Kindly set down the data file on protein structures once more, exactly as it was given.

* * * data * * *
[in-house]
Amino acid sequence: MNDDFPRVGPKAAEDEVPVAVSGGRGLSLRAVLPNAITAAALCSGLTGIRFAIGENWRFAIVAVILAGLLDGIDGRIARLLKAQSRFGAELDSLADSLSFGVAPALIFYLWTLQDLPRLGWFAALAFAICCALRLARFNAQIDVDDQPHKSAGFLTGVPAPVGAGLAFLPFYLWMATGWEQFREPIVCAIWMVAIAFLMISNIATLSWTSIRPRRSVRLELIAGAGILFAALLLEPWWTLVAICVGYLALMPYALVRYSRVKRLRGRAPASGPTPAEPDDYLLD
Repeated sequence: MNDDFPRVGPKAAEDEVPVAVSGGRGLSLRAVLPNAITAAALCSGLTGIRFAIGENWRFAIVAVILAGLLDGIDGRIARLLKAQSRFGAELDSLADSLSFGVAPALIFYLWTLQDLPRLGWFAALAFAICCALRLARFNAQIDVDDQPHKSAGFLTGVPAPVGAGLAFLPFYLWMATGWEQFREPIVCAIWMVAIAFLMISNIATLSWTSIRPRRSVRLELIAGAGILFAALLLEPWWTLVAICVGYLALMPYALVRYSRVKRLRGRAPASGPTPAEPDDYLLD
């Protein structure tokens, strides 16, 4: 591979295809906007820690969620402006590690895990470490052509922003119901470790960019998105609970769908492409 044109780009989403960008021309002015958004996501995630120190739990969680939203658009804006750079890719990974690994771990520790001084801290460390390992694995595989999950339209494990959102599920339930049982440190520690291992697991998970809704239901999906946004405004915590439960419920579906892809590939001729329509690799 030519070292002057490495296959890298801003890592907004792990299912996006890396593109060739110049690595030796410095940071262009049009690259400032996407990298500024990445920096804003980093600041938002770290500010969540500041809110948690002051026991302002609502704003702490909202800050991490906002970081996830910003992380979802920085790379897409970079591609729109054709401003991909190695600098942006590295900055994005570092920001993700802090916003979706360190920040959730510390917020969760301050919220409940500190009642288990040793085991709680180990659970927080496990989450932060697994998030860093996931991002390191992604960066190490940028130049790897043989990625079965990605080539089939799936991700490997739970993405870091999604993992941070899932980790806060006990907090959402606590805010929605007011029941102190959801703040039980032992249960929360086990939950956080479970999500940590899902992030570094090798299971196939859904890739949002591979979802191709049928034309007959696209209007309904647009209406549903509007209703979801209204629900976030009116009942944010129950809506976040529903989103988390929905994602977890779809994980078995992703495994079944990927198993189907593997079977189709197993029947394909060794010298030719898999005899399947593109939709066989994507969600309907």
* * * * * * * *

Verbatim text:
[in-house]
Amino acid sequence: MNDDFPRVGPKAAEDEVPVAVSGGRGLSLRAVLPNAITAAALCSGLTGIRFAIGENWRFAIVAVILAGLLDGIDGRIARLLKAQSRFGAELDSLADSLSFGVAPALIFYLWTLQDLPRLGWFAALAFAICCALRLARFNAQIDVDDQPHKSAGFLTGVPAPVGAGLAFLPFYLWMATGWEQFREPIVCAIWMVAIAFLMISNIATLSWTSIRPRRSVRLELIAGAGILFAALLLEPWWTLVAICVGYLALMPYALVRYSRVKRLRGRAPASGPTPAEPDDYLLD
Repeated sequence: MNDDFPRVGPKAAEDEVPVAVSGGRGLSLRAVLPNAITAAALCSGLTGIRFAIGENWRFAIVAVILAGLLDGIDGRIARLLKAQSRFGAELDSLADSLSFGVAPALIFYLWTLQDLPRLGWFAALAFAICCALRLARFNAQIDVDDQPHKSAGFLTGVPAPVGAGLAFLPFYLWMATGWEQFREPIVCAIWMVAIAFLMISNIATLSWTSIRPRRSVRLELIAGAGILFAALLLEPWWTLVAICVGYLALMPYALVRYSRVKRLRGRAPASGPTPAEPDDYLLD
């Protein structure tokens, strides 16, 4: 591979295809906007820690969620402006590690895990470490052509922003119901470790960019998105609970769908492409 044109780009989403960008021309002015958004996501995630120190739990969680939203658009804006750079890719990974690994771990520790001084801290460390390992694995595989999950339209494990959102599920339930049982440190520690291992697991998970809704239901999906946004405004915590439960419920579906892809590939001729329509690799 030519070292002057490495296959890298801003890592907004792990299912996006890396593109060739110049690595030796410095940071262009049009690259400032996407990298500024990445920096804003980093600041938002770290500010969540500041809110948690002051026991302002609502704003702490909202800050991490906002970081996830910003992380979802920085790379897409970079591609729109054709401003991909190695600098942006590295900055994005570092920001993700802090916003979706360190920040959730510390917020969760301050919220409940500190009642288990040793085991709680180990659970927080496990989450932060697994998030860093996931991002390191992604960066190490940028130049790897043989990625079965990605080539089939799936991700490997739970993405870091999604993992941070899932980790806060006990907090959402606590805010929605007011029941102190959801703040039980032992249960929360086990939950956080479970999500940590899902992030570094090798299971196939859904890739949002591979979802191709049928034309007959696209209007309904647009209406549903509007209703979801209204629900976030009116009942944010129950809506976040529903989103988390929905994602977890779809994980078995992703495994079944990927198993189907593997079977189709197993029947394909060794010298030719898999005899399947593109939709066989994507969600309907």